When evaluating potential buyers, a seller should consider whether each buyer has the people skills to elicit feelings of confidence and trust from the clients and employees. The ultimate buyer should mesh well with the existing culture.

Capacity to Perform the Client Work Required

It is pretty common for a seller retiring to work part-time for the buyer and be paid by the buyer for billable work performed. Although such an arrangement is not required in many transitions, it can often help the transition process go smoothly.

The seller performing billable work after the sale without compensation is highly unusual. In addition, the seller of an accounting firm should not consider a deal that would require the seller to achieve the same level of work as before the sale even when the seller is to be paid for billable work by the buyer. This type of deal almost always results in the seller making less money working for the buyer than the seller would have on their own.

In many situations, the buyer can reduce the redundant overhead between the two firms. Despite this fact, overhead elimination is rarely large enough for the buyer to profit from the transaction while paying the seller 100 percent of the seller’s compensation before the sale.

Occasionally, some deals falter because the buyer and seller overestimated the capacity of the buyer to complete the workload demanded by the seller’s former clients. However, carefully selecting a buyer with adequate excess capacity will provide greater assurance that the sale and transition will be profitable for both the buyer and seller.

Financial Qualifications

One absolute truth is that some sellers learn the hard way; The seller cannot receive significant cash at closing from a seemingly willing buyer if that buyer does not have the actual ability to pay substantial cash at closing.

A seller should not tie up time with someone who says that they are willing to pay the seller’s price and terms but has not proven the ability to do so. Such buyers often irrationally hope for a miracle during the lending process. Others disingenuously intend to convince the seller to accept a lower percentage of cash later in the process.

The buyer should prove the ability to pay significant cash at closing early in the process before the seller accepting that buyer’s letter of intent. Alternatively, the buyer should have the financial qualifications to obtain a bank loan to purchase the practice. Indicators of adequate financial qualifications for a bank loan include the bank-required down payment, sufficient working capital, and qualifying credit score.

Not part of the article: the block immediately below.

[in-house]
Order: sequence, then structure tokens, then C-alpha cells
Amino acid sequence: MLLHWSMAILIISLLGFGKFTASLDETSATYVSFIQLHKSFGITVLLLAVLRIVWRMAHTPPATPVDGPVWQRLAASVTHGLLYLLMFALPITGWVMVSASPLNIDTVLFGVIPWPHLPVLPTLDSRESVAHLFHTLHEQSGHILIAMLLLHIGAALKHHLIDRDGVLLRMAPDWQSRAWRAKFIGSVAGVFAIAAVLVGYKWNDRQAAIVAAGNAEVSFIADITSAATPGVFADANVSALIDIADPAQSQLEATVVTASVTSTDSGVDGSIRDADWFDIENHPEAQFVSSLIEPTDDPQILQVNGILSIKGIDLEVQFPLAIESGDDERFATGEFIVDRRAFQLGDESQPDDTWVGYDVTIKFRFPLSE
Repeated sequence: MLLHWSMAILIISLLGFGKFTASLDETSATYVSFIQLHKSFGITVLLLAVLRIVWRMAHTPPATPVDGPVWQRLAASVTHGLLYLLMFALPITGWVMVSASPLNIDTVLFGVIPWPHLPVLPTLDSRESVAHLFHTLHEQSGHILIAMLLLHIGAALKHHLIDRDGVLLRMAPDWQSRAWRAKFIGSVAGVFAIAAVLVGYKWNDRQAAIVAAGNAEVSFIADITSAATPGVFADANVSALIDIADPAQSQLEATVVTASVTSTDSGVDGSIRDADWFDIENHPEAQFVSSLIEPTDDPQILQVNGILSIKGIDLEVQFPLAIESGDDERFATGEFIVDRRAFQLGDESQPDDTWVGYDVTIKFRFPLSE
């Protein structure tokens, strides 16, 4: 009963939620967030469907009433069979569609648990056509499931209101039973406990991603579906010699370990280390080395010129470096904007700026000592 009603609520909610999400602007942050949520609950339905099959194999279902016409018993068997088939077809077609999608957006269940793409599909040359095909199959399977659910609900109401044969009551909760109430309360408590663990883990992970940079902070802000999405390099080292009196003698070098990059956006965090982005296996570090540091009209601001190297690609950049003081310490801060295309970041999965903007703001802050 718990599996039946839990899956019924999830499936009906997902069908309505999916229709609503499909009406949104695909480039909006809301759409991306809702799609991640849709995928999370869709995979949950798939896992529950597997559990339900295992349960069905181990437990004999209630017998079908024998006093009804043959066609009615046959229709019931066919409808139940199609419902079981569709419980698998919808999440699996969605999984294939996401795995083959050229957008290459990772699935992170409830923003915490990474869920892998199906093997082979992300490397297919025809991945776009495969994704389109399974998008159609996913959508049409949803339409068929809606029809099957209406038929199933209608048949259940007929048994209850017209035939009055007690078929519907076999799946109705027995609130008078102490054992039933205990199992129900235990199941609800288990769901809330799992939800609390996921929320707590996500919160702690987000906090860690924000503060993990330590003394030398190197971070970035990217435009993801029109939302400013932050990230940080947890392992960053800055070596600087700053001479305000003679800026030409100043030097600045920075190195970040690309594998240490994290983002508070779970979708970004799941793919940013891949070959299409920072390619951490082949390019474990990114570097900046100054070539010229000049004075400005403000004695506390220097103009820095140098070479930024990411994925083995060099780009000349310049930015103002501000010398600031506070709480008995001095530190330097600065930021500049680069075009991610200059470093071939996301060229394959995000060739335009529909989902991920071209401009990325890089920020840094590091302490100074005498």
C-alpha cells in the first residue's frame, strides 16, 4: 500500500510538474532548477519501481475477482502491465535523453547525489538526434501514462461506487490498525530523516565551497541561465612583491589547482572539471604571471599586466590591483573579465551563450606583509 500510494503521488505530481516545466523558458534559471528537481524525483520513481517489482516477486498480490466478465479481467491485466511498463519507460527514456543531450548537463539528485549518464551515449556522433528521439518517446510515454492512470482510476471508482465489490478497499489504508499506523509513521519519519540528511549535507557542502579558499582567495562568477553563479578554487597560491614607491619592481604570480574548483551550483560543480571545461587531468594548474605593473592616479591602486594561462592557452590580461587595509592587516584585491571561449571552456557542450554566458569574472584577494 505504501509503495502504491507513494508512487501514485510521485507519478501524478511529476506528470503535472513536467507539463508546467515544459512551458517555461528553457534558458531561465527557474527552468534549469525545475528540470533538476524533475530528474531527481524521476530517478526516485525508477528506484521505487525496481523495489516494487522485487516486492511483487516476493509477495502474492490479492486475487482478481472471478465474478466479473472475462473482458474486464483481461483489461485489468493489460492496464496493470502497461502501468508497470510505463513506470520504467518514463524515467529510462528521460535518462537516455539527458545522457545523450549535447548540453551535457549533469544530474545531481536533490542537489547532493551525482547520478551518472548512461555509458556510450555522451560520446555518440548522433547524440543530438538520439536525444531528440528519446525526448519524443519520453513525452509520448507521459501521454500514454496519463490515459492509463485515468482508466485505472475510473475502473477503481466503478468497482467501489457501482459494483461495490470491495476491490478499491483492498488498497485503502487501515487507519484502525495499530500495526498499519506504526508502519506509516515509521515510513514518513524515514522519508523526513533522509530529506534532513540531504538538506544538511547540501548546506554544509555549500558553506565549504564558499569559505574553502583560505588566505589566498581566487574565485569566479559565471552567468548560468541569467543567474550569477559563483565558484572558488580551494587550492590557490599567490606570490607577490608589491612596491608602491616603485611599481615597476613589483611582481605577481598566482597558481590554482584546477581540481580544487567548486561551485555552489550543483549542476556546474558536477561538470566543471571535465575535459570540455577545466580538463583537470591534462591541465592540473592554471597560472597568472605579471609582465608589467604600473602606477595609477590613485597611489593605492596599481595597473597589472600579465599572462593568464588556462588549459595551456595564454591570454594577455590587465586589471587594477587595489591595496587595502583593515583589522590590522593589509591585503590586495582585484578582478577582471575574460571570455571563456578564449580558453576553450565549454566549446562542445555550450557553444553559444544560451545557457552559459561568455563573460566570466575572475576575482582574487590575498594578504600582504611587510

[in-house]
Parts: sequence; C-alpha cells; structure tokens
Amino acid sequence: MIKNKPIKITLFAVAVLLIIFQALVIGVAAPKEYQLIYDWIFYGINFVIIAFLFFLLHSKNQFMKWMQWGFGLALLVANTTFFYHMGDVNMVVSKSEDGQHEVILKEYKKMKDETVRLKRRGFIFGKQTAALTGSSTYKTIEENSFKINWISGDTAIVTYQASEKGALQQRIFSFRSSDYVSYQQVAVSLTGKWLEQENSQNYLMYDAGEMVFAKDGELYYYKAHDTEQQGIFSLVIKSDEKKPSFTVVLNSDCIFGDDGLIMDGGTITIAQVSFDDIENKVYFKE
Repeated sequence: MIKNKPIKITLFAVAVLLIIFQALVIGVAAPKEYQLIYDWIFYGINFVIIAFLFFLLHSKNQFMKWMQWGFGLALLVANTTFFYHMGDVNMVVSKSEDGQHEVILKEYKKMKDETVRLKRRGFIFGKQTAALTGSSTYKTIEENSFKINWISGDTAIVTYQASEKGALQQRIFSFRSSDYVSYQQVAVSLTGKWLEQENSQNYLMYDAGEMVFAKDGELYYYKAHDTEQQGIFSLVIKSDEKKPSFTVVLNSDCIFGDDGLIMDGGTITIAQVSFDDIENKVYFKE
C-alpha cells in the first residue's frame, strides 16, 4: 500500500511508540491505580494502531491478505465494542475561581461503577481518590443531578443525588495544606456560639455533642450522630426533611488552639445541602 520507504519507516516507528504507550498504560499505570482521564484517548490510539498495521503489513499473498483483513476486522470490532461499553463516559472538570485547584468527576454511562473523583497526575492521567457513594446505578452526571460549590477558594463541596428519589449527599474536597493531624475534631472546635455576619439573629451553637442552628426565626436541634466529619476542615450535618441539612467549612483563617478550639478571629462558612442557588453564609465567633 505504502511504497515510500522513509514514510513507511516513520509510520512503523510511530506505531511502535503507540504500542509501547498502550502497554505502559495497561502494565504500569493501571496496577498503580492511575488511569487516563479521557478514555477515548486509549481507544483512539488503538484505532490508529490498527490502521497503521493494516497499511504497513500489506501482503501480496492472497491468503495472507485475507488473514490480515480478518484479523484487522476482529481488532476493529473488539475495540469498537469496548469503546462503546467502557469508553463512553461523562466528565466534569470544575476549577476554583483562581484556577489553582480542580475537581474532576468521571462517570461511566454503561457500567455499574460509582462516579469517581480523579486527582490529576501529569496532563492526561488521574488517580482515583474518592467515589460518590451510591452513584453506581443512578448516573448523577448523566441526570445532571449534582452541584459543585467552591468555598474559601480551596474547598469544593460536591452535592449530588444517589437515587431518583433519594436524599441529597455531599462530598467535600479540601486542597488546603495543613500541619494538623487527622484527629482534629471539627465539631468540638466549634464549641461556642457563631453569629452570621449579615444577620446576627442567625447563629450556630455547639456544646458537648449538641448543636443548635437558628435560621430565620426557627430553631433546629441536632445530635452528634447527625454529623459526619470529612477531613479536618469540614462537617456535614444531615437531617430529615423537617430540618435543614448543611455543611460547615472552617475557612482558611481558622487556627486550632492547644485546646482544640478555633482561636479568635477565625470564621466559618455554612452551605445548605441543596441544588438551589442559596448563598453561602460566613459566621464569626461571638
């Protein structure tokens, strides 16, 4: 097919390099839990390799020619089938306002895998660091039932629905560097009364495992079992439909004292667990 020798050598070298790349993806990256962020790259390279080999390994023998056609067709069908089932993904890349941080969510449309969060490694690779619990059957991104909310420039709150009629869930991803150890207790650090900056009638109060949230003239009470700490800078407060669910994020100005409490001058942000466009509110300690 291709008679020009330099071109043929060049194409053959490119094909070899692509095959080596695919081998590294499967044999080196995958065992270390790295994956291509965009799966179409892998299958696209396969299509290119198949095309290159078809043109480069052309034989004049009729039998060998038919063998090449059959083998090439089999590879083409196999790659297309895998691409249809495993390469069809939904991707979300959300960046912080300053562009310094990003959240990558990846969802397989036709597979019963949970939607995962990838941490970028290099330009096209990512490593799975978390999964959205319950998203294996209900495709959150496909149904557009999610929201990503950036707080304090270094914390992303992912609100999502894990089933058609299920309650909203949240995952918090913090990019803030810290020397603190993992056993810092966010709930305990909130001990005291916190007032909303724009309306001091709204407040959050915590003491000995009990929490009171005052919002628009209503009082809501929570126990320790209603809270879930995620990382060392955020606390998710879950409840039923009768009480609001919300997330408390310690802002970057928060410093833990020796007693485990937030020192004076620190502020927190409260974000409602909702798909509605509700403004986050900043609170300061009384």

Despite a buyer’s verbal and even written affirmations of willingness to pay the seller’s price and terms, a buyer who is undercapitalized, or does not provide the seller proof of the wherewithal to obtain a bank loan, should be avoided.

All Criteria are Crucial

Whether the buyer is an excellent fit for the seller’s practice will significantly impact client retention. As a result, the most crucial aspect of choosing any buyer is whether that buyer is adequately qualified to perform all technical aspects of the client work while us­ ing people skills that will build the interpersonal relationships of the seller’s firm.

Regardless of such qualifications, a buyer who has little to no skin in the game often lacks the necessary “incentive to perform” when the going gets tough resulting in the buyer potentially “cherry-picking” the top clients while dismissing the remainder of the client list.

The key to choosing the right buyer should include determining whether that buyer meets all criteria identified above. When the ideal buyer and deal structure has been identified and negotiated, the seller can maximize client retention and profit derived from the sale.

Accounting Firm Sold has been matching Buyers and Sellers of accounting firms since 1990. With 35 years of combined experience in the USA, we are highly qualified to perform valuations and identify, screen, and connect accounting professionals looking to either expand or sell their firm. We’ll make it easy for you.